Cyclone and Dust Collection Research


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Summary: These Cyclone and Dust Collection Research web pages share more than most ever want to know about fine dust hazards and how to get good fine dust collection and protection. These pages share plans to build my dust collection solutions that protect my family and me. These pages also help you choose, upgrade and set up your dust collectors, cyclones, ducting, shop vacuums, air cleaners, tools, hoods, filters and downdraft tables for better fine dust collection. They also share how to inexpensively test your air quality, airflow, and filtering. You can use the included free plans to build a cyclone of my design for your personal use or purchase my cyclone design from Clear Vue Cyclones. These easy solutions let you get good fine dust protection and collection without having to master the air engineering science that air engineering firms who guarantee customer air quality use to provide good fine dust collection.

Applicability: Although woodworking dust inspired this site creation, many respiratory doctors now recommend small shop owners and their family members, fiberglass workers, stone finishers, sand blasters, concrete cutters, coffee roasters, granary storage workers, and others with fine dust exposure read and follow the recommendations shared on these pages. Two major commercial dust collection vendor air engineering groups recommend their staff and customers read these pages.

Challenge: Woodworking and many other small shop activities create huge amounts of fine invisible dust particles compared to how little it takes to create dangerously unhealthy air. Our particle meters show even working with hand tools and making no visible dust still makes huge amounts of fine dust compared to how little it takes to harm our health. Fine dust is so light that unless we move lots more air than it takes to collect sawdust, normal room air currents blow the fine dust all over before it can be collected. Wood dusts last years unless they get wet so the same dust gets stirred airborne again and again. So most fine dust exposure comes from fugitive dust which is previously made dust that escaped collection. Our particle counters show in most shops that vent their dust collection systems inside our shops build up so much fine dust that just walking around without doing any woodworking stirs enough dust airborne to fail an EPA air quality test. Our particle meters show even the best rated small shop vendor designed systems work too poorly to pass air quality tests. Getting good fine dust collection takes lots of planning, work and expense.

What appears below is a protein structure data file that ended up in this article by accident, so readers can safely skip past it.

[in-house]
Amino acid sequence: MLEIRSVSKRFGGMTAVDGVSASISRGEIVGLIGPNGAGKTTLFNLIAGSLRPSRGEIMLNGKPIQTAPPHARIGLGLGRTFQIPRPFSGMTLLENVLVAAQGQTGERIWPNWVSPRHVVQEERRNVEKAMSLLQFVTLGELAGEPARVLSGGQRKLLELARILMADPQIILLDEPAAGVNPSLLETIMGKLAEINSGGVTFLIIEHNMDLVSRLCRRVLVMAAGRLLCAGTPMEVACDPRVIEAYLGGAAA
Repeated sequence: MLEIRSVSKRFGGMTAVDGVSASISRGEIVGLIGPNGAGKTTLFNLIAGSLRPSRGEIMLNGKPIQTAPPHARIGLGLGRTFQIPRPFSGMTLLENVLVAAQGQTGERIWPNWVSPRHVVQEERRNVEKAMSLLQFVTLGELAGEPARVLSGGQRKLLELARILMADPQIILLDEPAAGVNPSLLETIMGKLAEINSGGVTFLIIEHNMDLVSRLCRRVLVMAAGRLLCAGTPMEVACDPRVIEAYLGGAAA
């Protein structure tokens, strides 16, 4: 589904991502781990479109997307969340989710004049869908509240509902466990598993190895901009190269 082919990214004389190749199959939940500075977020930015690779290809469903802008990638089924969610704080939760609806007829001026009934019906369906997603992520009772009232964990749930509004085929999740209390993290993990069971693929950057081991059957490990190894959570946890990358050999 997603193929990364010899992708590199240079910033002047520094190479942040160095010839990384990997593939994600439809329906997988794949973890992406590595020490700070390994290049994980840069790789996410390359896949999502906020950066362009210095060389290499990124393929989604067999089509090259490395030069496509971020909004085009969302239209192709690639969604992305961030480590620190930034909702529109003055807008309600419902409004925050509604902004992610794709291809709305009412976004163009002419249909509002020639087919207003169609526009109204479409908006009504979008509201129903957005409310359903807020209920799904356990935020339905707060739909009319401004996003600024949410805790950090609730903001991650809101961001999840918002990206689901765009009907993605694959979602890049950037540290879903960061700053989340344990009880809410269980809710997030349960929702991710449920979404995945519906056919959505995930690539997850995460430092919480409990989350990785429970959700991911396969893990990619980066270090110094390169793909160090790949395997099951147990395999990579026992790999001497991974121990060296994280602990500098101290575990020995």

Bottom Line: Please do not get overwhelmed and forget your goal is to protect yourself and those close to you from fine dust. I strongly recommend good fine dust collection and these pages share how, but until you can install good fine dust collection it is easy and affordable to get good fine dust protection. The best protection is to wear a good properly fit dual cartridge NIOSH approved respirator mask and make sure we don't build up lots of fine dust. The best way to avoid fine dust build up is to vent our cyclones and dust collectors outside and work with our main doors open a bit and a strong fan blowing out a side door or window to create a good airflow through our shops. Our particle counters show for best protection we need to put on our respirator mask and start venting our shop before we start making fine dust and both the mask and fan need to stay on for about a half hour after we stop making fine dust.

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